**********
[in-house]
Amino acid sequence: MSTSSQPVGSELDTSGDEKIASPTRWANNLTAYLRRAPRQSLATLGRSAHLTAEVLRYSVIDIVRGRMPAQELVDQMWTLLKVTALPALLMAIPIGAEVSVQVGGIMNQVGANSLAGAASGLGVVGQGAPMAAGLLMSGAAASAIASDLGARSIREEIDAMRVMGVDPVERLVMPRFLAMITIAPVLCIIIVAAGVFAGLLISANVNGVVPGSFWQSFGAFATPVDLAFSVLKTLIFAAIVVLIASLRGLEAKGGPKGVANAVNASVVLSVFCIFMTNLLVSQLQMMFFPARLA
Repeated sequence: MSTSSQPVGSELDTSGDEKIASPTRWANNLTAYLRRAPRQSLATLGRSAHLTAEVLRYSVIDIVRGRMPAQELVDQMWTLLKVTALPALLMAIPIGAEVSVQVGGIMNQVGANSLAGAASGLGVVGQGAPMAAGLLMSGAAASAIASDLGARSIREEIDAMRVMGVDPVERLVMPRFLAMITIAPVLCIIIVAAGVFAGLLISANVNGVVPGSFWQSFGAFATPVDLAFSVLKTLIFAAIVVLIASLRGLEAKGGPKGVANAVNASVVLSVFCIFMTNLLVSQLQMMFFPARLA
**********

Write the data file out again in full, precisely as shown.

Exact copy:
[in-house]
Amino acid sequence: MSTSSQPVGSELDTSGDEKIASPTRWANNLTAYLRRAPRQSLATLGRSAHLTAEVLRYSVIDIVRGRMPAQELVDQMWTLLKVTALPALLMAIPIGAEVSVQVGGIMNQVGANSLAGAASGLGVVGQGAPMAAGLLMSGAAASAIASDLGARSIREEIDAMRVMGVDPVERLVMPRFLAMITIAPVLCIIIVAAGVFAGLLISANVNGVVPGSFWQSFGAFATPVDLAFSVLKTLIFAAIVVLIASLRGLEAKGGPKGVANAVNASVVLSVFCIFMTNLLVSQLQMMFFPARLA
Repeated sequence: MSTSSQPVGSELDTSGDEKIASPTRWANNLTAYLRRAPRQSLATLGRSAHLTAEVLRYSVIDIVRGRMPAQELVDQMWTLLKVTALPALLMAIPIGAEVSVQVGGIMNQVGANSLAGAASGLGVVGQGAPMAAGLLMSGAAASAIASDLGARSIREEIDAMRVMGVDPVERLVMPRFLAMITIAPVLCIIIVAAGVFAGLLISANVNGVVPGSFWQSFGAFATPVDLAFSVLKTLIFAAIVVLIASLRGLEAKGGPKGVANAVNASVVLSVFCIFMTNLLVSQLQMMFFPARLA